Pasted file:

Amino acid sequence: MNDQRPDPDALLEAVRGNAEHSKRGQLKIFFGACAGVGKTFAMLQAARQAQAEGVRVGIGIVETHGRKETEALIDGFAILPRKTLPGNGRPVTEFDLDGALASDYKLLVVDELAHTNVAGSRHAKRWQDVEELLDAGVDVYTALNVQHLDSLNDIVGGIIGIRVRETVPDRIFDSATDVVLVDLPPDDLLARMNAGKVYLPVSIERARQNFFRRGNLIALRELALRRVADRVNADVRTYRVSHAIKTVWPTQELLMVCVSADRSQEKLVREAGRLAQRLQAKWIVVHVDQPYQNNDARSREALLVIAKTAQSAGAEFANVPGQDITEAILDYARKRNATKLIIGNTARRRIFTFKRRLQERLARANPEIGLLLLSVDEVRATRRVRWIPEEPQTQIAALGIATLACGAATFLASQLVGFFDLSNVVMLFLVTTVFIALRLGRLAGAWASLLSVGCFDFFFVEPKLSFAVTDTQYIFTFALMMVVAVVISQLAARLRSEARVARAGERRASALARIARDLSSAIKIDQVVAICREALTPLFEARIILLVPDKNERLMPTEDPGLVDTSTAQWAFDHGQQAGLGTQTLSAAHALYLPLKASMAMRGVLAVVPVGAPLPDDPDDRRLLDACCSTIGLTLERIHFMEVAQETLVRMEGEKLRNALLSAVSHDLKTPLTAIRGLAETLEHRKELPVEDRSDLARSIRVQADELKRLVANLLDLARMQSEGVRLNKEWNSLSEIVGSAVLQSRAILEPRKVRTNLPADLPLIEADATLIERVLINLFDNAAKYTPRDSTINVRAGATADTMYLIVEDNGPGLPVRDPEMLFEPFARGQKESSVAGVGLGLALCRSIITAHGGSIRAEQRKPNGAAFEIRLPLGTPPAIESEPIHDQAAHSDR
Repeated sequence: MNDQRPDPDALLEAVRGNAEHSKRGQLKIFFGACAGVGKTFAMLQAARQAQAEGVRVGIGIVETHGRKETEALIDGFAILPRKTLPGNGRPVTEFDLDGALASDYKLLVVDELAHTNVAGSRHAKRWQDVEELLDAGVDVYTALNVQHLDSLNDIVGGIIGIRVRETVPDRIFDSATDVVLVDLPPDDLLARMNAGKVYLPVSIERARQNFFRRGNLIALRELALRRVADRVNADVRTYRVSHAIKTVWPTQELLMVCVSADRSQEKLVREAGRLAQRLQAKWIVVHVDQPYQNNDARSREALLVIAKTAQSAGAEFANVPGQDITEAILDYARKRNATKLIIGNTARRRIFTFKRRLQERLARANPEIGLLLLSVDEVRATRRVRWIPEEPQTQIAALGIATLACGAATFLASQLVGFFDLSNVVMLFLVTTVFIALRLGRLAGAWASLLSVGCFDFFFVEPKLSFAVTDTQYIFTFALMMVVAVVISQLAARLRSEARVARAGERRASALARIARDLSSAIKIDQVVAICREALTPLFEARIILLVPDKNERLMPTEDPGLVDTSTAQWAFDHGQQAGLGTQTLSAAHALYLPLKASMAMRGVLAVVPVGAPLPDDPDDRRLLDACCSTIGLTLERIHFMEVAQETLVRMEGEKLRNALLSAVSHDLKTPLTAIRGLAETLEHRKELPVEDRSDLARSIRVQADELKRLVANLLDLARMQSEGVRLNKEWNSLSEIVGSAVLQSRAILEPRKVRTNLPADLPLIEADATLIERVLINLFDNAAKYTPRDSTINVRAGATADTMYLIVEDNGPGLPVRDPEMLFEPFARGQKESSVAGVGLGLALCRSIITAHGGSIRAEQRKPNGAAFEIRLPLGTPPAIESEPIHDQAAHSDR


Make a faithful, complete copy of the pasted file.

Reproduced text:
Amino acid sequence: MNDQRPDPDALLEAVRGNAEHSKRGQLKIFFGACAGVGKTFAMLQAARQAQAEGVRVGIGIVETHGRKETEALIDGFAILPRKTLPGNGRPVTEFDLDGALASDYKLLVVDELAHTNVAGSRHAKRWQDVEELLDAGVDVYTALNVQHLDSLNDIVGGIIGIRVRETVPDRIFDSATDVVLVDLPPDDLLARMNAGKVYLPVSIERARQNFFRRGNLIALRELALRRVADRVNADVRTYRVSHAIKTVWPTQELLMVCVSADRSQEKLVREAGRLAQRLQAKWIVVHVDQPYQNNDARSREALLVIAKTAQSAGAEFANVPGQDITEAILDYARKRNATKLIIGNTARRRIFTFKRRLQERLARANPEIGLLLLSVDEVRATRRVRWIPEEPQTQIAALGIATLACGAATFLASQLVGFFDLSNVVMLFLVTTVFIALRLGRLAGAWASLLSVGCFDFFFVEPKLSFAVTDTQYIFTFALMMVVAVVISQLAARLRSEARVARAGERRASALARIARDLSSAIKIDQVVAICREALTPLFEARIILLVPDKNERLMPTEDPGLVDTSTAQWAFDHGQQAGLGTQTLSAAHALYLPLKASMAMRGVLAVVPVGAPLPDDPDDRRLLDACCSTIGLTLERIHFMEVAQETLVRMEGEKLRNALLSAVSHDLKTPLTAIRGLAETLEHRKELPVEDRSDLARSIRVQADELKRLVANLLDLARMQSEGVRLNKEWNSLSEIVGSAVLQSRAILEPRKVRTNLPADLPLIEADATLIERVLINLFDNAAKYTPRDSTINVRAGATADTMYLIVEDNGPGLPVRDPEMLFEPFARGQKESSVAGVGLGLALCRSIITAHGGSIRAEQRKPNGAAFEIRLPLGTPPAIESEPIHDQAAHSDR
Repeated sequence: MNDQRPDPDALLEAVRGNAEHSKRGQLKIFFGACAGVGKTFAMLQAARQAQAEGVRVGIGIVETHGRKETEALIDGFAILPRKTLPGNGRPVTEFDLDGALASDYKLLVVDELAHTNVAGSRHAKRWQDVEELLDAGVDVYTALNVQHLDSLNDIVGGIIGIRVRETVPDRIFDSATDVVLVDLPPDDLLARMNAGKVYLPVSIERARQNFFRRGNLIALRELALRRVADRVNADVRTYRVSHAIKTVWPTQELLMVCVSADRSQEKLVREAGRLAQRLQAKWIVVHVDQPYQNNDARSREALLVIAKTAQSAGAEFANVPGQDITEAILDYARKRNATKLIIGNTARRRIFTFKRRLQERLARANPEIGLLLLSVDEVRATRRVRWIPEEPQTQIAALGIATLACGAATFLASQLVGFFDLSNVVMLFLVTTVFIALRLGRLAGAWASLLSVGCFDFFFVEPKLSFAVTDTQYIFTFALMMVVAVVISQLAARLRSEARVARAGERRASALARIARDLSSAIKIDQVVAICREALTPLFEARIILLVPDKNERLMPTEDPGLVDTSTAQWAFDHGQQAGLGTQTLSAAHALYLPLKASMAMRGVLAVVPVGAPLPDDPDDRRLLDACCSTIGLTLERIHFMEVAQETLVRMEGEKLRNALLSAVSHDLKTPLTAIRGLAETLEHRKELPVEDRSDLARSIRVQADELKRLVANLLDLARMQSEGVRLNKEWNSLSEIVGSAVLQSRAILEPRKVRTNLPADLPLIEADATLIERVLINLFDNAAKYTPRDSTINVRAGATADTMYLIVEDNGPGLPVRDPEMLFEPFARGQKESSVAGVGLGLALCRSIITAHGGSIRAEQRKPNGAAFEIRLPLGTPPAIESEPIHDQAAHSDR